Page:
The Worship of Cat Music


My buddy Ross sent me a fascinating National Geographic article on cat music. It is no surprise that most animals don’t hear or experience music the same way that people do, but research is demonstrating that cats respond positively to very specific and carefully tailored music – “… songs [that] are meant for felines, whose vocalizations have more sliding qualities and pitch changes than do human speech or music. The tempos for their meow mix includes purring and the sucking sound of kittens nursing…” (Embedded SoundCloud links that allow you to listen to short samples of cat music can be found in the National Geographic article linked above.)

I am no scientist, but I conducted an unfussy version of research in the old home laboratory. I enlisted our whiskery geniuses and played some cat music for Otto and Daisy – a pair of super-spoiled, fifteen year old, overgrown barn kittens. My study was revealing. Daisy seemed to find the cat music very pleasant – she reacted like she was being petted – her little ears did a dance on her head. Otto was less demonstrative, mostly vacant of affect. Both cats sniffed at the speaker and worked their cheeks and mouths similarly. Both cats’ eyes seemed to flutter in a dreamy sort of way that made me think that something primal was being evoked.

Couple of geniuses - DAISY ...
Couple of geniuses – DAISY …
and OTTO
…. and OTTO

I love these furry little clowns, and because music means so much to me, I get a kick out of the idea that my cats can find pleasure and meaning in music, too. Of course, some music and some performers mean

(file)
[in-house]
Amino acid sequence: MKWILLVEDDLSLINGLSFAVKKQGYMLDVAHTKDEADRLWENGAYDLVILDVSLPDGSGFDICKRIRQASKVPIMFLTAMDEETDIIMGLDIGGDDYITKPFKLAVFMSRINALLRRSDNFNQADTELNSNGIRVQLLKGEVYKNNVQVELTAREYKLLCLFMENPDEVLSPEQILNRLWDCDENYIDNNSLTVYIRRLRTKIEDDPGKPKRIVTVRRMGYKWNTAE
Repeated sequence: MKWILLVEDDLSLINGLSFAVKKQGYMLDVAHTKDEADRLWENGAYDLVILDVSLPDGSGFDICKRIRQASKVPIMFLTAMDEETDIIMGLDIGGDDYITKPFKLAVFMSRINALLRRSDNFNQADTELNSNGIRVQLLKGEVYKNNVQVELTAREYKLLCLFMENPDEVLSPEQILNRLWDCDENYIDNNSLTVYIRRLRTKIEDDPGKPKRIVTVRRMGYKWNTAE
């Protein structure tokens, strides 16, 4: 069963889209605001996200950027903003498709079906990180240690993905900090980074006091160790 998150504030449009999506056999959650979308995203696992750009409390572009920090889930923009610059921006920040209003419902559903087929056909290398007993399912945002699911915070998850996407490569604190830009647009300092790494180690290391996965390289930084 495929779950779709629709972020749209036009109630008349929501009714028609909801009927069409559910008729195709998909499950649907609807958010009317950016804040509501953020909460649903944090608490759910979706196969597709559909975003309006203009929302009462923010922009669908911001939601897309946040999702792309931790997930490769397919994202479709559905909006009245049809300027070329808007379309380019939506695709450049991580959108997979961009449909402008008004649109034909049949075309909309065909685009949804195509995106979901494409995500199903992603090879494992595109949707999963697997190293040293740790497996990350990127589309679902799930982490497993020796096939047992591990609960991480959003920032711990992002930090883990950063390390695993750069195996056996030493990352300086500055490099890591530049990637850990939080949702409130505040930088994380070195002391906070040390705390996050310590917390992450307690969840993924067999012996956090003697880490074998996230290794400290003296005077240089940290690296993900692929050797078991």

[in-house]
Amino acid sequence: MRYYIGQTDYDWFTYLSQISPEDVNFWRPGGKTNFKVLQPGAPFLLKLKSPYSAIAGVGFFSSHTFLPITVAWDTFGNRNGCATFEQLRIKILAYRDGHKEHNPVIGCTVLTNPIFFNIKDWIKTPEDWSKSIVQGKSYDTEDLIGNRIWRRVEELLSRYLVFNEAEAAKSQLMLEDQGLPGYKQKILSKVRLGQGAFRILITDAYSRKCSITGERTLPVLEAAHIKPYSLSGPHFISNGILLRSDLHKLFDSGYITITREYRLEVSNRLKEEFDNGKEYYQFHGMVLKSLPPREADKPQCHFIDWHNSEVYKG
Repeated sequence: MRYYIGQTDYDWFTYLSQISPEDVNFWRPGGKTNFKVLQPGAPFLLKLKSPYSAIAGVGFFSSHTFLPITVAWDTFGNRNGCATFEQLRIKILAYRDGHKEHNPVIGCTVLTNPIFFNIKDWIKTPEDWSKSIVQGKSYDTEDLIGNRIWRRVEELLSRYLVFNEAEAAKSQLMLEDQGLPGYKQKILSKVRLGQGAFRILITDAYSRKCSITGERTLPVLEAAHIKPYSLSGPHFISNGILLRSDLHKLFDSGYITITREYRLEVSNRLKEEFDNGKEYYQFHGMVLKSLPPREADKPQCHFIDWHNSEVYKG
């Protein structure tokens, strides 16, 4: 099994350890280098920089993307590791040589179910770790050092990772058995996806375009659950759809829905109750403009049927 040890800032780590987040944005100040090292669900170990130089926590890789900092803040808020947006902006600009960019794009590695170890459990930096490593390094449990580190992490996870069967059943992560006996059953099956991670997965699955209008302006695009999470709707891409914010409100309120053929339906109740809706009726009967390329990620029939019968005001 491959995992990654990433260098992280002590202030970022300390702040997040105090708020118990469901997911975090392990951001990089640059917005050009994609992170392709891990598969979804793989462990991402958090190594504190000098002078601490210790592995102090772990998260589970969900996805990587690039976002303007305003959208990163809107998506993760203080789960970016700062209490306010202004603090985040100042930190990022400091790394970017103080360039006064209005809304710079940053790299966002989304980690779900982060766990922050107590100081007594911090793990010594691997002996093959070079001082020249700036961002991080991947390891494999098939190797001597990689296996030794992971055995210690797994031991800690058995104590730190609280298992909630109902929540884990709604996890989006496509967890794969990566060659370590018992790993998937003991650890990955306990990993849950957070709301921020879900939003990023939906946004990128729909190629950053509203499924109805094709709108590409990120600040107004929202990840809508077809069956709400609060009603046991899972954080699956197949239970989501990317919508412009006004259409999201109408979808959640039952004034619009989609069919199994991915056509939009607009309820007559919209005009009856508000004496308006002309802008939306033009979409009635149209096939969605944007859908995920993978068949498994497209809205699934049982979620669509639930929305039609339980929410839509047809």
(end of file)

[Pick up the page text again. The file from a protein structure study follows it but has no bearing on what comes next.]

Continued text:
more to me than others, and I guess that is why I would say that I have my own versions of cat music. Much of it was produced and distributed on the 4AD record label in the 1980s and 90s. Most especially evocative is the primal cat music of Cocteau Twins. Their sounds often make my eyes flutter dreamily, they almost always have me purring, and they consistently transport me in time. The band’s music is great for nearly any occasion, but it’s a particular treat when you can listen reflectively, as you can on a cool and rainy Nebraska day like this one.

Incidentally, friend Ross, the cat music article-sender, also happens to be a Cocteau Twins enthusiast. He recently laid down the gauntlet in this note:

“i don’t think anyone could win, but i think a case would have to be made that this is not the greatest song of all time. i dont believe in a top five but i do believe in a number one, and this is it.”

The Spangle Maker from The Spangle Maker EP (1984 4AD).

Such is the swagger and ferocity the band inspires in its true fans. We are worshipful.

Here are my top five. Or seven. OK, nine.

They were pretty muscular in the early recordings – propulsive and insistent:

Dear Heart from Garlands (1982 4AD).

Sugar Hiccup from Sunburst and Snowblind EP (1983 4AD).


Their third album is masterpiece and warrants two songs:

Aloysius and Otterley from Treasure (1984 4AD).

Queen Elizabeth - she'll get you purring.
Queen Elizabeth – she’ll get you purring.


She Will Destroy You from The Moon and the Melodies (1986 4AD).

Lazy Calm from Victorialand (1986 4AD).

Carolyn’s Fingers from Blue Bell Knoll (1988 4AD).

Road, River and Rail from Heaven or Las Vegas (1990 4AD).

Essence from Four Calendar Café (1993 Capitol).

24 march 2015

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